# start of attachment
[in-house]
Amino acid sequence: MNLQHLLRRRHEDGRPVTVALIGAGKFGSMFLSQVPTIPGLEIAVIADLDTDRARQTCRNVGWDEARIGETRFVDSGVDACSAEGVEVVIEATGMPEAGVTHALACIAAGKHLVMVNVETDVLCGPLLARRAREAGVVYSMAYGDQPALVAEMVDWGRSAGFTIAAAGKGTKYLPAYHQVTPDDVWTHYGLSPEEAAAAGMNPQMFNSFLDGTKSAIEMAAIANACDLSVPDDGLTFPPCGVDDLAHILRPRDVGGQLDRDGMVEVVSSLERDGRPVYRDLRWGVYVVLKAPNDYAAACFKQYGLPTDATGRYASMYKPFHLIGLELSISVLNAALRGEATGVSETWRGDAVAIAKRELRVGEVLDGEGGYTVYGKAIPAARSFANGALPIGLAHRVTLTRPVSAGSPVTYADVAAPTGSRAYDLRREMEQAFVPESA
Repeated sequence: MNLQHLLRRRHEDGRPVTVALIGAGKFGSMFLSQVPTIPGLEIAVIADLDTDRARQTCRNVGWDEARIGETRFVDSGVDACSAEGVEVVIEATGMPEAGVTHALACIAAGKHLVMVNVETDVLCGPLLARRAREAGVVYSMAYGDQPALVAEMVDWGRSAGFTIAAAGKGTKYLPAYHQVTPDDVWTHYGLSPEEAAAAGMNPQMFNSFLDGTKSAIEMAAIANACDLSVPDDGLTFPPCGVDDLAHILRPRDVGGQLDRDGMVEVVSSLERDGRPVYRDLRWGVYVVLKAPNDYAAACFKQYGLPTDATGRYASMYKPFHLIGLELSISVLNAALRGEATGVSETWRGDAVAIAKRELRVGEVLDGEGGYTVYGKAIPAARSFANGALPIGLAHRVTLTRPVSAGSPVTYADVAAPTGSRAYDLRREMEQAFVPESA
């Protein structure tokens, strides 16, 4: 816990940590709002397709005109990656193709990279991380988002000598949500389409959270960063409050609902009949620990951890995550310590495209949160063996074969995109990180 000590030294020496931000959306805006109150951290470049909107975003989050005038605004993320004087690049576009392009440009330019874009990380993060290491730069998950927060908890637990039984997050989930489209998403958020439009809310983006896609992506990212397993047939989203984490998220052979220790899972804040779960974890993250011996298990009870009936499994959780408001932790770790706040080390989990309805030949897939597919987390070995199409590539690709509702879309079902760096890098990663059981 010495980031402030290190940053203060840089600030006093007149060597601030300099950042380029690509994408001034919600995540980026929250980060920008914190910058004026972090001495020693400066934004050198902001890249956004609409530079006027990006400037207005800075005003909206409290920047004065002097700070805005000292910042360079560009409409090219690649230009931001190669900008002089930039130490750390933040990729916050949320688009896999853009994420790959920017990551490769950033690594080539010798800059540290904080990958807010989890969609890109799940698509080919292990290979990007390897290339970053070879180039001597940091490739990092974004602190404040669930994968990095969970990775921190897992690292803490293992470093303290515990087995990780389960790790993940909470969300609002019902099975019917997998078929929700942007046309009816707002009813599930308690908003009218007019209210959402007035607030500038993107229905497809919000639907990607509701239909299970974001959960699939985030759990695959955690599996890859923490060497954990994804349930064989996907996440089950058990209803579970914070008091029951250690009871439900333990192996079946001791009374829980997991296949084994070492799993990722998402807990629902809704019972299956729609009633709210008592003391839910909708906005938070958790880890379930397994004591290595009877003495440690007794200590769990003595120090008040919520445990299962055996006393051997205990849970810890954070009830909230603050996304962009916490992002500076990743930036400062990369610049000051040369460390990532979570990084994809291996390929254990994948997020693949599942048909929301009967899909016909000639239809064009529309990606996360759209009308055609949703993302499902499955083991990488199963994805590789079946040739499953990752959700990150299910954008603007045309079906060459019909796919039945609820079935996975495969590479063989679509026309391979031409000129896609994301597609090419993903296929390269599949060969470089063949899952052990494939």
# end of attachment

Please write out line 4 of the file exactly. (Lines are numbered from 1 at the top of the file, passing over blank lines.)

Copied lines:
């Protein structure tokens, strides 16, 4: 816990940590709002397709005109990656193709990279991380988002000598949500389409959270960063409050609902009949620990951890995550310590495209949160063996074969995109990180 000590030294020496931000959306805006109150951290470049909107975003989050005038605004993320004087690049576009392009440009330019874009990380993060290491730069998950927060908890637990039984997050989930489209998403958020439009809310983006896609992506990212397993047939989203984490998220052979220790899972804040779960974890993250011996298990009870009936499994959780408001932790770790706040080390989990309805030949897939597919987390070995199409590539690709509702879309079902760096890098990663059981 010495980031402030290190940053203060840089600030006093007149060597601030300099950042380029690509994408001034919600995540980026929250980060920008914190910058004026972090001495020693400066934004050198902001890249956004609409530079006027990006400037207005800075005003909206409290920047004065002097700070805005000292910042360079560009409409090219690649230009931001190669900008002089930039130490750390933040990729916050949320688009896999853009994420790959920017990551490769950033690594080539010798800059540290904080990958807010989890969609890109799940698509080919292990290979990007390897290339970053070879180039001597940091490739990092974004602190404040669930994968990095969970990775921190897992690292803490293992470093303290515990087995990780389960790790993940909470969300609002019902099975019917997998078929929700942007046309009816707002009813599930308690908003009218007019209210959402007035607030500038993107229905497809919000639907990607509701239909299970974001959960699939985030759990695959955690599996890859923490060497954990994804349930064989996907996440089950058990209803579970914070008091029951250690009871439900333990192996079946001791009374829980997991296949084994070492799993990722998402807990629902809704019972299956729609009633709210008592003391839910909708906005938070958790880890379930397994004591290595009877003495440690007794200590769990003595120090008040919520445990299962055996006393051997205990849970810890954070009830909230603050996304962009916490992002500076990743930036400062990369610049000051040369460390990532979570990084994809291996390929254990994948997020693949599942048909929301009967899909016909000639239809064009529309990606996360759209009308055609949703993302499902499955083991990488199963994805590789079946040739499953990752959700990150299910954008603007045309079906060459019909796919039945609820079935996975495969590479063989679509026309391979031409000129896609994301597609090419993903296929390269599949060969470089063949899952052990494939």